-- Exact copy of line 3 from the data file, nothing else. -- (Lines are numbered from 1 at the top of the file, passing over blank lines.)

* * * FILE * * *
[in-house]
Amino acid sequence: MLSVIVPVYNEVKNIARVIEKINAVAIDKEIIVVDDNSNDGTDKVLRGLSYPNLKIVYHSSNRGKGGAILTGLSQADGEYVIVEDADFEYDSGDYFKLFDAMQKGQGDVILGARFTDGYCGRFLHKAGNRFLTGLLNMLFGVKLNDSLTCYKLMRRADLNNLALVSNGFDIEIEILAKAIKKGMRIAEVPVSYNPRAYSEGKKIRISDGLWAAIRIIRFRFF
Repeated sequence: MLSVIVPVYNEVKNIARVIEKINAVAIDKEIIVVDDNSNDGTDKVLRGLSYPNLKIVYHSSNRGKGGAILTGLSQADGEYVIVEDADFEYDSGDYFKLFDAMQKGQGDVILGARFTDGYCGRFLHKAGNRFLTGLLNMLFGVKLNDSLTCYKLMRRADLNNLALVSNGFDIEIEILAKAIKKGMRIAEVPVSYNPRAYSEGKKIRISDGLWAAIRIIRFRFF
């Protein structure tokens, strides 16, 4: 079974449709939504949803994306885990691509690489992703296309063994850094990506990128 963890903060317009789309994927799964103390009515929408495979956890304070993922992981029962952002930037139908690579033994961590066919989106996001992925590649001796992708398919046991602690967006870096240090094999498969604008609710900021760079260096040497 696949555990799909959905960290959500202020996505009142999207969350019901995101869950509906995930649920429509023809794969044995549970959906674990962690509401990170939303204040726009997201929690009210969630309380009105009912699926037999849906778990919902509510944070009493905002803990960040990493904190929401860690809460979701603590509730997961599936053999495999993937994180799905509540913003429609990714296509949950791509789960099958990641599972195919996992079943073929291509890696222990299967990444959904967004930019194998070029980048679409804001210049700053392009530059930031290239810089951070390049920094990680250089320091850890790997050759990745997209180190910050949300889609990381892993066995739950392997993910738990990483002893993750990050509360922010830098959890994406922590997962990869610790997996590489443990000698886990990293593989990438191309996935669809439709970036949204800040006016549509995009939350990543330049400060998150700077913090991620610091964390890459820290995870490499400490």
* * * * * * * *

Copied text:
Repeated sequence: MLSVIVPVYNEVKNIARVIEKINAVAIDKEIIVVDDNSNDGTDKVLRGLSYPNLKIVYHSSNRGKGGAILTGLSQADGEYVIVEDADFEYDSGDYFKLFDAMQKGQGDVILGARFTDGYCGRFLHKAGNRFLTGLLNMLFGVKLNDSLTCYKLMRRADLNNLALVSNGFDIEIEILAKAIKKGMRIAEVPVSYNPRAYSEGKKIRISDGLWAAIRIIRFRFF